The line of inheritance begins with Bruno Schulz’s novel, ‘The Street of Crocodiles’ (1934), and the première of Tree of Codes, presented during the Manchester International Festival branches from its namesake, Jonathan Safran Foer’s ‘disective' and divisive 2010 novel. This tour-de-force collaborative commission was impressive, challenging, and mesmerising from start to finish. Much as with many arts, it seems only fit to respond to the work with the work. So I will endeavour to map out the world première.

Marie Agnès Gillot in Tree Of Codes © Ravi Deepres
Marie Agnès Gillot in Tree Of Codes
© Ravi Deepres
The creative process behind all three artists’ work, choreographer Wayne McGregor, visual artist Olafur Eliasson, and music producer Jamie XX, was inspired by their responses to Foer’s book, as an “architectural object” (McGregor), “the book as a space that relates to our body” (Eliasson), the emphasis on “the physicality rather than the content” (Jamie XX). McGregor showed once again that he is an extraordinarily accomplished interpreter and translator of life into the language of dance. He consistently raises the barre, translating formal dance notation into true emotions and physicality. On the other hand, the dancers, both artists and principals of the Paris Opera Ballet and dancers of Wayne McGregor's own company were achieving such carnal movement, a modern ballet language, a contorted, as well as effortlessly beautiful narrative. Marie Agnès Gillot, étoile of the Paris Opera Ballet, gave a particularly affecting performance. But there were many combinations and conversations between the dancers throughout that stood as a testament to the companies merger. It was a sublime feat by all. In extensive employment of the Brechtian ‘fourth wall’, the audience were repeatedly called upon to ‘provide’ for the performance. The performance begins with the lights shining piercingly in our faces, just as we might expect them to dim down. Eventually the Opera House became pitch black. Eliasson’s use of reflective surfaces, prismatic and geometric divides on stage meant that, on many occasions, we [the audience] could see ourselves at the back of the stage, in an oddly sobering, dream-like manner. Further, the stage itself and the increasing number of dancers working it was doubled as a result of the mirror effect. More unsettling even was the use of spotlights to scan the audience as we watched ourselves. In Physics, it has been suggested that there may be around fourteen dimensions in existence, yet we only 'use' three or four of them. Not only is this emphasised in Eliasson’s stage-division, mirrored, and translucent, coloured structures, it is also accentuated in McGregor’s hyperextended articulations. Furthermore, Jamie XX presented an sonic exploration unique to this project. Some of his signature sounds featured, but there is an audible freedom to the production that was arguably only made possible through the collaborative nature of performance. There were discernible movements, or chapters, throughout Tree of Codes. Just like the sculptural nature of the book, they overlapped, repeated, popped out; were distinct. Rob Halliday’s lighting - described above - was thrilling alongside the structures harnessed by the creatives - the dancers, musicians, visual engineers. The tensions between all counterparts grew throughout the performance, in a manner reminiscent of the 1913 'Rite of Spring' collaboration between Nijinsky, Stravinsky, and Nicholas Roerich. It is, perhaps, easy to imagine 100% jutting, awkward, even violent movement from this connection. But McGregor also contrasts his with a fluidity and a smoothness that accentuate the multi-dimensionality of the piece.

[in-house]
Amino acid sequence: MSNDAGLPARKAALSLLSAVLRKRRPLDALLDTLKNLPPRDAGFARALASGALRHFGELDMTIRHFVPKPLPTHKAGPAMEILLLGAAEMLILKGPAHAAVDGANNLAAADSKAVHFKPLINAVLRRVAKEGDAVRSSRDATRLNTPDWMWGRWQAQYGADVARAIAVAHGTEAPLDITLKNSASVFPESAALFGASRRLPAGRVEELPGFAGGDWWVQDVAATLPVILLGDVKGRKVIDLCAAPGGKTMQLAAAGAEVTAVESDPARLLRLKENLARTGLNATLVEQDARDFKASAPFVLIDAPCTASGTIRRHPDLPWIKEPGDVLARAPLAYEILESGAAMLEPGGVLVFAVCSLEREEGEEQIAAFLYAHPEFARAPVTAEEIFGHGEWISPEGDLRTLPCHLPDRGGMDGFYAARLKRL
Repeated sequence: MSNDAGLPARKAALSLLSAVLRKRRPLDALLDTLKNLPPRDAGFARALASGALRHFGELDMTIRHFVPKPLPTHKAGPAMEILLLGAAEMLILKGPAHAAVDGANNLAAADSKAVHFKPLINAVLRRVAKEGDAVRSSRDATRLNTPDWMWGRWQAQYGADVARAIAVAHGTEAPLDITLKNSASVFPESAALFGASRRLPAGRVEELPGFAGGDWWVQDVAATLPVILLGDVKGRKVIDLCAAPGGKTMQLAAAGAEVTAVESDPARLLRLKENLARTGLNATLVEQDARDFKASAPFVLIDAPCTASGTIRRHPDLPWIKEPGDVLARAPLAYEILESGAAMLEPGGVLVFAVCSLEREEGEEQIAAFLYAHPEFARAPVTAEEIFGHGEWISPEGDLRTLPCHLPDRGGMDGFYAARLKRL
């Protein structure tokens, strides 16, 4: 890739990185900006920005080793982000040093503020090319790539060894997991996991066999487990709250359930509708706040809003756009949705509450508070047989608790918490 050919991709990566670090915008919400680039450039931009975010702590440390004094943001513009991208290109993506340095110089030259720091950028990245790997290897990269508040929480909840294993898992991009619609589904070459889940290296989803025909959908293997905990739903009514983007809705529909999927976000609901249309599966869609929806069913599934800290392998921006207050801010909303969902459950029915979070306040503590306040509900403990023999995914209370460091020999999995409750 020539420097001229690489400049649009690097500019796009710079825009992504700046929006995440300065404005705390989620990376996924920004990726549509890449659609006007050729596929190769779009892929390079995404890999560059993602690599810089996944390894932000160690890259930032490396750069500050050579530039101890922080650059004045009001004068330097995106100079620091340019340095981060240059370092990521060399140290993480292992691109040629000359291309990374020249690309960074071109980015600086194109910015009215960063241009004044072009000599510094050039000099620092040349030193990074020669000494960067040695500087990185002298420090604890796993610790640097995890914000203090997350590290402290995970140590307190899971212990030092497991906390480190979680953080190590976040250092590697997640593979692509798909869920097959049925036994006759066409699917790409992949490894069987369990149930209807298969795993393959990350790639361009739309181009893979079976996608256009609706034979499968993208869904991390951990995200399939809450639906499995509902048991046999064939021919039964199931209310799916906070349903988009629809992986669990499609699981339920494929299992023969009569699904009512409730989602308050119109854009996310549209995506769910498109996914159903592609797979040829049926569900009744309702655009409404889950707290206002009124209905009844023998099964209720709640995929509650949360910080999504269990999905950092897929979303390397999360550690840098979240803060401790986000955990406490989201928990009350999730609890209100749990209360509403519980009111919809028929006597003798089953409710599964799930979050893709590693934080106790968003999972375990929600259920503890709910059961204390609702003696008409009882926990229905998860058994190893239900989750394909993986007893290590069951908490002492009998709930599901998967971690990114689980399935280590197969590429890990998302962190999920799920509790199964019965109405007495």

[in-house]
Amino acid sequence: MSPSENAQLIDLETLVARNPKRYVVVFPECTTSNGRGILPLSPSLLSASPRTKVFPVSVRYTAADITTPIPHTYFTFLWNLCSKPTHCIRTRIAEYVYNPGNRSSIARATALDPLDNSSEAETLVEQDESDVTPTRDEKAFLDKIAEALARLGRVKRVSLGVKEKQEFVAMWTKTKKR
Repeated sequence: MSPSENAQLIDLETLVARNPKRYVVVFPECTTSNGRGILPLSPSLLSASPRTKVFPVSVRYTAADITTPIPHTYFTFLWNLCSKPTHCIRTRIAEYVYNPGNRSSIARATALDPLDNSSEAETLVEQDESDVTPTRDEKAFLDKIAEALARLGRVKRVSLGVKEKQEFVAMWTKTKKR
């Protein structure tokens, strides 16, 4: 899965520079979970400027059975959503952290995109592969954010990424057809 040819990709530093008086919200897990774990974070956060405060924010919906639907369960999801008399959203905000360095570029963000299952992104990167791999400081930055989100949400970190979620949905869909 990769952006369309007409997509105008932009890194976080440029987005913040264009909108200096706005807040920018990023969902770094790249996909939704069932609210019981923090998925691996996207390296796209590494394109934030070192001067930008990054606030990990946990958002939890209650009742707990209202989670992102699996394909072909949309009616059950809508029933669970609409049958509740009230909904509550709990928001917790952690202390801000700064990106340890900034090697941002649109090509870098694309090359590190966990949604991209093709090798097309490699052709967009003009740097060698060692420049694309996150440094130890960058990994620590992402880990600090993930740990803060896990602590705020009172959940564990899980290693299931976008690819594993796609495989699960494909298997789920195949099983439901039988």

Tree of Codes shimmers with nuances amid the muscles, angles and volumes, steamy, and charged temperature. One is the frequent use of ‘quartets’ in duo-like formation. Two extra bodies often brought three men and one woman together moving as one. These moments were particularly enrapturing, adding a layer to the mille-feuille piece. Another was the sense that the Paris Opera Ballet dancers suggested the growing notion that formal ballet steps were refracting, their bodies often seemed to be breaking. In the main, Wayne McGregor's dancers portrayed a more visceral, often carnal ( as mentioned earlier) animalistic movement. At onepoint, their steps even seemed to mock classical ballet. So natural their input that one might be forgiven for thinking a great deal of the movement was improvised. This, however, is something McGregor continually explores, nurturing people's individual responses to stimulus and/ or environment.  Back to the beginning -The first we saw of the dancers sprang from the darkness. Barely discernible figures; limbs and bodies dotted with little white lights. Through the movements, the body lights interacted on stage in such a way to visually suggest words, in an almost braille-like capacity; words you feel and are guided to, visually. Universal coherence is not necessarily the aim, which seems to be more about a universal response. Very quickly the experiments become relentless bodies, skin, sweat. Tree of codes beautifully celebrates the complexity of abstraction and realms of conceptual art. It was an extraordinary event to witness.